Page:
Summertime 2011 in Northern California will be one to remember for the fly angler. A fly fishing trip to the McCloud, Upper Sacramento, Lower Sacramento, Fall River will coincide with some of the best water conditions we have experienced in 7 years. Good reports are coming out of most of our rivers, all within a two hour drive of Redding, CA. To review reports, click on the river links within this post, or just click here. This post is going to be the first of seven posts over the next ten days that I hope you will enjoy. I will cover in detail what I believe is the most well rounded selection of flies for trout, at least for the waters within two hours of redding, CA. After watching many, many guides select flies, over and over, out of the bins at The Fly Shop in addition to what I experience on the rivers over 250 days a year, I have come up with a list of seven flies that won’t let the hankering angler down when casting to rainbows, fly rod in hand. This list of patterns may not be what you have in mind. Take each nymph or dry fly for what it’s worth. This selection that I have named the “Magnificent 7″ can be purchased at most fly fishing stores. Needless to say, The Fly Shop has all of them. Each pattern will be featured through each post with links on how to tie including purchase options. I had a good time writing this one. Hope you enjoy it. I poke fun, but it’s out of love.
DOES THE PERFECT SELECTION OF FLIES FOR TROUT EXIST?
For the fly fishing angler, the fly box is a repository of various patterns, namely flies, from recent to long ago fishing adventures. Many purchased, some personally tied at a vice attached to a custom bench or folding table. The contents of an angler’s fly box tell a personal story of fun times, big fish, good friends, hang-overs, beautiful rivers and lakes. Lucky me, I look in fly boxes almost every day here at The Fly Shop before we enjoy a day or two on the Lower Sacramento River, Fall River or Trinity River. I see mostly crushed dry flies before heading out on Hat Creek, their once proud hackles irreparably flattened after years of waiting under the pressing lid of the hopeful angler’s fly box. A box admittedly hidden away in the garage and only dusted off and thrown in the overstored tackle bag the night before the big drive to the river or lake. The nymphs displayed in most fly boxes are often foreign to me, offering strange colors, huge sizes, flamboyant hackles and all sorts of colors and styles that perchance, could work on the McCloud or Upper Sacramento River, but probably won’t. “Where does that fluorescent green sculpin fly work?”, I ask. I don’t doubt it works, just wondering why its here? Who sold that pink and purple Parachute Adams? How about that white crystal flashy fly with a little olive dubbing tied in at the thorax, just behind the blue bead? I say, “We will cause the fish to go blind with it! They will be dumbfounded by it and caught out of shear befuddlement! That’s how we will catch them”!! I understand that the #10 maggot fly caught a monster rainbow trout in Alaska, but we don’t fish maggot flies here, because other flies work better.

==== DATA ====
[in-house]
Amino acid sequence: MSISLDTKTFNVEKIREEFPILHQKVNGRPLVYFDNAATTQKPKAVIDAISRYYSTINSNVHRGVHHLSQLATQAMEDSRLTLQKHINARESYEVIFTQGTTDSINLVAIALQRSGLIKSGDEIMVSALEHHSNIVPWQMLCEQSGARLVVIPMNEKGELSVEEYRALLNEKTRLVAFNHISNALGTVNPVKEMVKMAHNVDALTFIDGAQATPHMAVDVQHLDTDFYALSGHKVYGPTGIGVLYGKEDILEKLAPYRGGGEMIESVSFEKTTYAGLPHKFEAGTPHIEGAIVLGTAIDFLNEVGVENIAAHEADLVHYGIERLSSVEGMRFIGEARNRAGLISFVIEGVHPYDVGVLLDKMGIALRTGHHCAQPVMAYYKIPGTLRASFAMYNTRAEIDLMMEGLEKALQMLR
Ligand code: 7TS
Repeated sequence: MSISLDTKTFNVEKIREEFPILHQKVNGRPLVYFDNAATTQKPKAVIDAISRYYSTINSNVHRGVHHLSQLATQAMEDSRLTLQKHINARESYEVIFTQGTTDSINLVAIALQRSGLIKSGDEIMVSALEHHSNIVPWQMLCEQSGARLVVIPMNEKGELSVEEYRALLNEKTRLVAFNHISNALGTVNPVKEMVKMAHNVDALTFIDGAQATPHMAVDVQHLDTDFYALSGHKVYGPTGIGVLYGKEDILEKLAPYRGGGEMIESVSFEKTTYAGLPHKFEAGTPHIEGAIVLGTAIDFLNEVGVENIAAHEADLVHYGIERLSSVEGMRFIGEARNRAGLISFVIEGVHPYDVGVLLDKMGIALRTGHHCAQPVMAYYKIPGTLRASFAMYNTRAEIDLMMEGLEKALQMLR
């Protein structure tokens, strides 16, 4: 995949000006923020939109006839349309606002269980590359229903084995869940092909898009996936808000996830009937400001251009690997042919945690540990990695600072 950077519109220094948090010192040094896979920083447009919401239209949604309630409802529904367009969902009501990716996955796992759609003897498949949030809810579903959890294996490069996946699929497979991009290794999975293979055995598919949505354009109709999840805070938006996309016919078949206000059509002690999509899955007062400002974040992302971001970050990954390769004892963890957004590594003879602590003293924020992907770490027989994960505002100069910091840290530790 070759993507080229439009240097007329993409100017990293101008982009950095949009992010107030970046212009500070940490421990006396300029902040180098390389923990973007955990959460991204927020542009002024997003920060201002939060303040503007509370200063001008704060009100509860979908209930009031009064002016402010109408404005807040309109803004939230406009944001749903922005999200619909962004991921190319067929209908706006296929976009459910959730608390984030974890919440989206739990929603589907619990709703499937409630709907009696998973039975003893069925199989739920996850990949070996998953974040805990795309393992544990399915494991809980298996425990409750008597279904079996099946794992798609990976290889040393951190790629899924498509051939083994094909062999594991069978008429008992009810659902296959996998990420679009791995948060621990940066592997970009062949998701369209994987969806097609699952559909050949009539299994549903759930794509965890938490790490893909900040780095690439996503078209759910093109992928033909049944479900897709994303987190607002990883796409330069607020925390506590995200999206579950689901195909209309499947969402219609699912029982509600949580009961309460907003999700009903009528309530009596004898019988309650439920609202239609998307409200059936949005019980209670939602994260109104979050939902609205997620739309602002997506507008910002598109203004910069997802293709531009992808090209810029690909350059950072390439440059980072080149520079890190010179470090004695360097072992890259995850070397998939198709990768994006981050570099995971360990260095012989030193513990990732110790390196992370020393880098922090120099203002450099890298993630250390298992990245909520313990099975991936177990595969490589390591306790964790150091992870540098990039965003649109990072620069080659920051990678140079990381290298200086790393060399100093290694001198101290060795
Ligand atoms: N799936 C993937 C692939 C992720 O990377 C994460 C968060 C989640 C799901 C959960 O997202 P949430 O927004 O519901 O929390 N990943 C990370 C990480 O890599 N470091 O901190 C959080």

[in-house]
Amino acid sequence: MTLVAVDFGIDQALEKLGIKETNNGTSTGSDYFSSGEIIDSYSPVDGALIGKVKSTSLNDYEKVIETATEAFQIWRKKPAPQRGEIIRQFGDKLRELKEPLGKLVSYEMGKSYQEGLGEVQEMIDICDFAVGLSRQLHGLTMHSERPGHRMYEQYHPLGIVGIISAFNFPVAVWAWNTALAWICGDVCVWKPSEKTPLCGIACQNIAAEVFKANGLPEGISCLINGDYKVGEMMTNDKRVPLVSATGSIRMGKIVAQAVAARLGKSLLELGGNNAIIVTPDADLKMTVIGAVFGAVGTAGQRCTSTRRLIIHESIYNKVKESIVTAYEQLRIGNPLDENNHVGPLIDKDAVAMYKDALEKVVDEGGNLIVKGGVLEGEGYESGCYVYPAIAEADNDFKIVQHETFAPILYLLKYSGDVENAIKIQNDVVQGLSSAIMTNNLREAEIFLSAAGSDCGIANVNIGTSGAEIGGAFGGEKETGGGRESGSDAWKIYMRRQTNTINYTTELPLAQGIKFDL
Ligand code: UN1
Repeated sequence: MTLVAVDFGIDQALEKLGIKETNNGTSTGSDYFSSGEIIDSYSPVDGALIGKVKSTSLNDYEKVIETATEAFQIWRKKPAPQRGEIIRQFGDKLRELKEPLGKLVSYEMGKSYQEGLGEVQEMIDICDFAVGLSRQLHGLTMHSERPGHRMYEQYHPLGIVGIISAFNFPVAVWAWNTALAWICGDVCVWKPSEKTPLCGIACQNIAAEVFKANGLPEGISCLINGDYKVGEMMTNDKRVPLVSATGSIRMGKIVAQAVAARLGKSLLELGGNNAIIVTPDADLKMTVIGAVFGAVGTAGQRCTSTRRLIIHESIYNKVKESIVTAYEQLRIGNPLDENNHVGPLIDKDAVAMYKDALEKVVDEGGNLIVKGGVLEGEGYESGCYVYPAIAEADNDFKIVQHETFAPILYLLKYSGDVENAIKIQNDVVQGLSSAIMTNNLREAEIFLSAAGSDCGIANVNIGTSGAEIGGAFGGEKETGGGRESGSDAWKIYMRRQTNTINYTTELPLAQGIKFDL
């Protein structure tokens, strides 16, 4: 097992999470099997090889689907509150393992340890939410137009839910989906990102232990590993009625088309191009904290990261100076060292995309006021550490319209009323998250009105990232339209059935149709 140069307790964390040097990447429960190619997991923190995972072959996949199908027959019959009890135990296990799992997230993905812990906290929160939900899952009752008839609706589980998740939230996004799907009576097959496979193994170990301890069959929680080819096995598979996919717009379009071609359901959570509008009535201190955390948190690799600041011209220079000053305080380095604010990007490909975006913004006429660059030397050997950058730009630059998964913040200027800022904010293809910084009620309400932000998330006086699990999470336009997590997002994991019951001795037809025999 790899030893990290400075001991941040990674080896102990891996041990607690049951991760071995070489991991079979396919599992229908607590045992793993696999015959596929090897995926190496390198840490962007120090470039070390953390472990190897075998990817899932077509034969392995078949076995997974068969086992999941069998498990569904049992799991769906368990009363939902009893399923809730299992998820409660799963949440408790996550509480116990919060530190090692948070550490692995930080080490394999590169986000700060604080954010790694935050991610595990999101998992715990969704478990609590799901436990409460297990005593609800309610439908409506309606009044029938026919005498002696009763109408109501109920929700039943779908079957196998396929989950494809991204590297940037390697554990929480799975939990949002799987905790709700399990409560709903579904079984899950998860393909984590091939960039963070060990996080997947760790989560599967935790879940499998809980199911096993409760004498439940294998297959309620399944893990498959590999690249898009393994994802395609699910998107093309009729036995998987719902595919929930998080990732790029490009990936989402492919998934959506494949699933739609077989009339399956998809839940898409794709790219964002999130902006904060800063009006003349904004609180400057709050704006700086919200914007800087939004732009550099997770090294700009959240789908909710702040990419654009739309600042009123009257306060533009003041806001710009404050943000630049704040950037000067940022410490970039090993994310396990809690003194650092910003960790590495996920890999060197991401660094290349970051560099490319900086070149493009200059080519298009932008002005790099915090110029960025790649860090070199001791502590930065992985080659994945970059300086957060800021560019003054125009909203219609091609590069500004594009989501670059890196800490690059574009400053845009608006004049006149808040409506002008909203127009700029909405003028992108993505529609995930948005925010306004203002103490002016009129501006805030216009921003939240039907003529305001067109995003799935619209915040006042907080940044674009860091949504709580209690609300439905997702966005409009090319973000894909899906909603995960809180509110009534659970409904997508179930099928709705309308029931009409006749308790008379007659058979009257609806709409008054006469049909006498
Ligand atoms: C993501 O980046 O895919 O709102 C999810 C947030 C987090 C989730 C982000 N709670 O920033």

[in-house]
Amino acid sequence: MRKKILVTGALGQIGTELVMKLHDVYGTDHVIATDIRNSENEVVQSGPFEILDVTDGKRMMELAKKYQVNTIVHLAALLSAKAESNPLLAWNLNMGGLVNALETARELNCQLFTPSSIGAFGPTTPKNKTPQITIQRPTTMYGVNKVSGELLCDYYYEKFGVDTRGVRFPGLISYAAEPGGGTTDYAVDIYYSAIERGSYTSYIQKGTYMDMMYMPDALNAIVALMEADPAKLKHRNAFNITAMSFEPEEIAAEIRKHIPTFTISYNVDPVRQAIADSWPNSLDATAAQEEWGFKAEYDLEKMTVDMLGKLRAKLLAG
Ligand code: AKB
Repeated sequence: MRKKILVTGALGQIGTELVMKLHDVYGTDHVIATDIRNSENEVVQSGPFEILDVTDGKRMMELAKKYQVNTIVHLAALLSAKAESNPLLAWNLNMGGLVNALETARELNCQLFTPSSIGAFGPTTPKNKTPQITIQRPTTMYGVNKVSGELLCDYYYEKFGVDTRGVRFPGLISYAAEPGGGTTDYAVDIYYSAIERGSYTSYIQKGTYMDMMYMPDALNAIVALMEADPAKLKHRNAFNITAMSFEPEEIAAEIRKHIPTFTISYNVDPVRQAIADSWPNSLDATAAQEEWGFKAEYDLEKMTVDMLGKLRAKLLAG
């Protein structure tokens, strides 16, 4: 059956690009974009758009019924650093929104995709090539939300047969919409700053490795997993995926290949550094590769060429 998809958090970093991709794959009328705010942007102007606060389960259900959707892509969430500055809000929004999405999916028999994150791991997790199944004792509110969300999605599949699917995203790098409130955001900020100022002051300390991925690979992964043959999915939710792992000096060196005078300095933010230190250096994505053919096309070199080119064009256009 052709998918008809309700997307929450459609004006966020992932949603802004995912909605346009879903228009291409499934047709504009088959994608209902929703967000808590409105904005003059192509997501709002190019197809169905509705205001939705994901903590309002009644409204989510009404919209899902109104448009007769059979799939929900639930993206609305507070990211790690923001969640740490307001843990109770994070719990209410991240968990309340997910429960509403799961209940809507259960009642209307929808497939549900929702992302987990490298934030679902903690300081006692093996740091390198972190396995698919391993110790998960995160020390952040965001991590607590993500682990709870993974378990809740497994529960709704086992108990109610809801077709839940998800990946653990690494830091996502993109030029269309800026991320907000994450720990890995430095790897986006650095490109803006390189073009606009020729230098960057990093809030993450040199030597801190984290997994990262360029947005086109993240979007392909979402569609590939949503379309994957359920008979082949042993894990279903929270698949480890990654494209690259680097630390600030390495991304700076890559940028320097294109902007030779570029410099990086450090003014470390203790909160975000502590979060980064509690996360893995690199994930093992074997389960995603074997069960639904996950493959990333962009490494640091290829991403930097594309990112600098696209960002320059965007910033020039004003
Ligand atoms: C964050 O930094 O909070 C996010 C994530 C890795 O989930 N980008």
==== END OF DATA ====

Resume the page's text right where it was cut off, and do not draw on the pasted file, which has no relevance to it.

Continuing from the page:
In a week, boxes of countless big flies tied on small hooks, small flies tied on big hooks will pass before my eyes. Some flies defy description. I see rust stained fly boxes, rust on the hooks and rust on the degenerated state of fibers and foam that once suggested a scrumptious meal for a big brown trout, waiting under a cut bank during the civil war era, along some river in Montana. Always Montana. I imagine each fly was once selected, based on a foundation of solid advice. Some flies are proven, some are still mysterious. The flies we tied based on the recipe are not perfect, but hey, they kind of look right. Right? I don’t doubt that the deer hair and foam pattern with a tuft of white buffalo chin hair and exotic skunk whiskers works on the Thing-a-ma-wizzer that runs through the land of rainbow skies and flowery meadows, but will it be the hot fly on todays river, today in Northern California? Will your flies work on the Trinity river? What about Fall River? Hat creek? I know what has been working all week and what has been working all summer, for the past five years for every fishing guide in northern California. I will never say never to a new pattern. Sometimes I find a funky funk fly in an anglers box that works amazingly well. But, most days, I stare into my guests fly box and feel like I am looking into a room full of unsuspecting strangers. I imagine that most if not all of the flies in the box would, if they could, jump out and go scurrying home upon opening. I just cringe when I tell my guests, anglers all, that the flies in this box handed to me, upon which I gaze, conjure up feelings of fly box aversion. I will then say, with all due respect, professionally, politely, in so many words “this fly selection is useless”. All the hopes and dreams of tying the right fly and witnessing some form of approval upon observation are crushed in an instant as I hand back your box of dreams and memories and say, “well, we can use those flies, but”. If only there was a list of flies that could be the base standard for trout fishing anywhere! A list of flies that puts your repertoire in the middle of what will work, and what won’t. A box of flies that won’t get scoffed at, shunned, looked down upon. A fly box that truly is a source of possibilities and not a container full of crushed, decomposing, chicken feathers.